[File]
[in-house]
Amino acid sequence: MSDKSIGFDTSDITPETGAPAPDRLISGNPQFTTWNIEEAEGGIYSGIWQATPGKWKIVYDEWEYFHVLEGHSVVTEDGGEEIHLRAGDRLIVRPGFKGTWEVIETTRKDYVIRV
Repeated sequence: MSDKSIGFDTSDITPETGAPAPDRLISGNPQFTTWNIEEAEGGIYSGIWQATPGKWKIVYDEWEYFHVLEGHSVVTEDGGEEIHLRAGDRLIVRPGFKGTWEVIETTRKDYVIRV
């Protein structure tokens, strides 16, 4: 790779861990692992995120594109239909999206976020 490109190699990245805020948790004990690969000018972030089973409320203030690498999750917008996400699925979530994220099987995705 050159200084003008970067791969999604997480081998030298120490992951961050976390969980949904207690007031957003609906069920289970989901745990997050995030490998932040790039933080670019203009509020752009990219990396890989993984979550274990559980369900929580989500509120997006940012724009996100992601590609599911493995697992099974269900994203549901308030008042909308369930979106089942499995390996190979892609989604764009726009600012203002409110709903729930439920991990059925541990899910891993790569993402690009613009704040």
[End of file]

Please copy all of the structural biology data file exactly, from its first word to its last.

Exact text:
[in-house]
Amino acid sequence: MSDKSIGFDTSDITPETGAPAPDRLISGNPQFTTWNIEEAEGGIYSGIWQATPGKWKIVYDEWEYFHVLEGHSVVTEDGGEEIHLRAGDRLIVRPGFKGTWEVIETTRKDYVIRV
Repeated sequence: MSDKSIGFDTSDITPETGAPAPDRLISGNPQFTTWNIEEAEGGIYSGIWQATPGKWKIVYDEWEYFHVLEGHSVVTEDGGEEIHLRAGDRLIVRPGFKGTWEVIETTRKDYVIRV
């Protein structure tokens, strides 16, 4: 790779861990692992995120594109239909999206976020 490109190699990245805020948790004990690969000018972030089973409320203030690498999750917008996400699925979530994220099987995705 050159200084003008970067791969999604997480081998030298120490992951961050976390969980949904207690007031957003609906069920289970989901745990997050995030490998932040790039933080670019203009509020752009990219990396890989993984979550274990559980369900929580989500509120997006940012724009996100992601590609599911493995697992099974269900994203549901308030008042909308369930979106089942499995390996190979892609989604764009726009600012203002409110709903729930439920991990059925541990899910891993790569993402690009613009704040």